As a consequence of the Neo having a shorter top tube and taller head tube, we were also a bit shorter in reach (52.6 cm compared to 53.5 cm) and also less saddle to bar drop (50 mm compared to 80 mm even with the stem slammed to the head tube). The longer forward reach on the 3T Ergonova bars, along with the longer Shimano brake levers, had the net effect that my hands were higher and further forward than typical on my bikes when on the hoods or drops.
Riding the Neo
With the Neo set up, I hit the road for the summer.
When preparing bike reviews, I’m a big believer in outlining the type of rider that I am, as it provides proper context for how I’ve used the bike. With that in mind, I fit squarely into the Neo’s target market, in that I do a little bit of everything on the road. I have largely stopped competitive road racing in favour of CX and gravel, but I still love to mix it up on our club’s training races and hammer rides on the weekends. I do a lot of solo rides too, ranging from 3-4 h steady rides to intense interval workouts.
Over the summer, I did a number of test efforts on the Neo. One was climbing our local 400 m long and 17% Saylor’s Hill both standing and seated. Another was my favourite on-bike strength workout of Stomps, involving seated starts from almost stationary and in the biggest gear, winding that gear up to about 80 rpm over 20 s.
A third favourite workout are repeated 30 s max / 15 s recovery efforts, involving standing sprints to start each effort. After a full set of 13 such efforts, I’m usually so ragged and fried that I can barely hang onto the bars, so I need a bike that is both responsive to accelerations yet not so twitchy that I steer myself into the ditch.
In all the above situations, the frame felt stiff and unified, rather than disjointed between front and back. In keeping with what I feel to be a finely balanced bike, I pretty much never got distracted by the bike itself. It was just there and did what I wanted.
The combination of 28 mm tires and more upright geometry meant that the Neo was more than sufficiently comfortable to last me through long rides, on tarmac and even some dirt farm roads.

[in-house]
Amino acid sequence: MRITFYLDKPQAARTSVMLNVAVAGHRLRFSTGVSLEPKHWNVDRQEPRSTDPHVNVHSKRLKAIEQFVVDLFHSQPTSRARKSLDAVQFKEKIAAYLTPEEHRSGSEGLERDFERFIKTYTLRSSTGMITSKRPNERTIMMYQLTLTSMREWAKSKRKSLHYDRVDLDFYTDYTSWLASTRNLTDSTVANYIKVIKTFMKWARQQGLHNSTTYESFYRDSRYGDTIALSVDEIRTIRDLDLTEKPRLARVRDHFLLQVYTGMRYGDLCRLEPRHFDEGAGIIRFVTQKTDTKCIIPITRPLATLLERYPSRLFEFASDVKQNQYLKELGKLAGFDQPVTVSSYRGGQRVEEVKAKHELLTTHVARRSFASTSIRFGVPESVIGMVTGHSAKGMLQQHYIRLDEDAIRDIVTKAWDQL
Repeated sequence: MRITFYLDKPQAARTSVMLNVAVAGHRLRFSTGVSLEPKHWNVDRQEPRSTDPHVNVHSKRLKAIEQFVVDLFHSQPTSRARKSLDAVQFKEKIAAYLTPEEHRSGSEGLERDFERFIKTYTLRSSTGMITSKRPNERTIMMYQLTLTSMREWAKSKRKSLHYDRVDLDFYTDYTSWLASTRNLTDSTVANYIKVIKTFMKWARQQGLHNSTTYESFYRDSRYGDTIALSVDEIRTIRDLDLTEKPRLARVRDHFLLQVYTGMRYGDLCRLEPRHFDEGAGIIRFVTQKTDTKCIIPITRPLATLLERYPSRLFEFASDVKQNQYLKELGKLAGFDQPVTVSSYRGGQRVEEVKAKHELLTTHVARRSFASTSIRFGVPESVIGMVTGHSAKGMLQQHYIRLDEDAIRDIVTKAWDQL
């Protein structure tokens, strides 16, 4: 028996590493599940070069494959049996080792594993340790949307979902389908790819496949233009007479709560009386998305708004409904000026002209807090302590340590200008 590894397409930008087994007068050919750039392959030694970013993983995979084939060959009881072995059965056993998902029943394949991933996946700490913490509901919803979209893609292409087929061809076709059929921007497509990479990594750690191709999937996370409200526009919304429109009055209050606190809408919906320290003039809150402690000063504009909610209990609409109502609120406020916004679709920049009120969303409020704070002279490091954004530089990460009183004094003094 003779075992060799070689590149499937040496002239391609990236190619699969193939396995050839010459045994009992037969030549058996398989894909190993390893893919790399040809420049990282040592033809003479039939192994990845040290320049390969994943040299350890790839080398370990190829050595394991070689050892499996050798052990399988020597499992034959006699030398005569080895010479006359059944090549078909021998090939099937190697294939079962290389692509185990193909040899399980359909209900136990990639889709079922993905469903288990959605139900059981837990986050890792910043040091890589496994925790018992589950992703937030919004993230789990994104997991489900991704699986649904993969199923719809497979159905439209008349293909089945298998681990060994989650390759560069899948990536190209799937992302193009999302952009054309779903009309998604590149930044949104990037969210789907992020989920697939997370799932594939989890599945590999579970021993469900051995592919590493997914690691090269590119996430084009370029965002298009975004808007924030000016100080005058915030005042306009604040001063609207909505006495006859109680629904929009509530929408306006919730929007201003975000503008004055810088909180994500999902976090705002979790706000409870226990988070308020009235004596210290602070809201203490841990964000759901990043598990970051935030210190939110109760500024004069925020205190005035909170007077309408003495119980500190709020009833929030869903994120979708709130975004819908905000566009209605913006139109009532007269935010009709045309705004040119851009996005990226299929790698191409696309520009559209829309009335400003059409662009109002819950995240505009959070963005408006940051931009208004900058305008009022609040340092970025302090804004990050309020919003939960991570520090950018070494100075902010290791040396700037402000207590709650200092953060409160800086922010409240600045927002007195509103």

Racing the Neo
Another thing that I did was take the Neo to our hyper-fast club races and weekend hammer rides. A bike simply handles differently at 40+ km/h and in tight quarters within a fast paceline than it does during an endurance ride at 30 km/h. I dove the Neo pretty hard into corners at speed and it handled well, and it was also plenty speedy winding it back up to speed after corners.
Snagging front row call-up with Alex Stieda, first N. American male to don the Maillot Jaune in 1986.
My summer of testing culminated with the Bluewater International Gran Fondo in Sarnia, Ontario. The lead group in our 150 km ride obviously mistook hot embrocation for chamois cream because, while we did stop at the aid stations, we hammered the entire ride. This involved about 40 of us averaging just under 50 km/h for a flat 10 km timed stretch. Then the rest of the ride included a series of small rollers. The Neo handled very well in tight quarters and while grovelling for wind shelter. It was also comfortable enough to get me through the ride tired but not sore.
So what is the Neo? Will it be a great bike for any beginning rider looking to get a bike that can grow with them as they develop in the sport? Definitely. Is it a bike for the Gran Fondo rider, who may never race but want a bike that they can ride hard without beating them up? For sure.
And is it a terrific value for a quality all-around bike with quality components and with minimal rough edges? Absolutely.
Check out the full Aquila Neo range, including a 105 and an Ultegra Di2 build.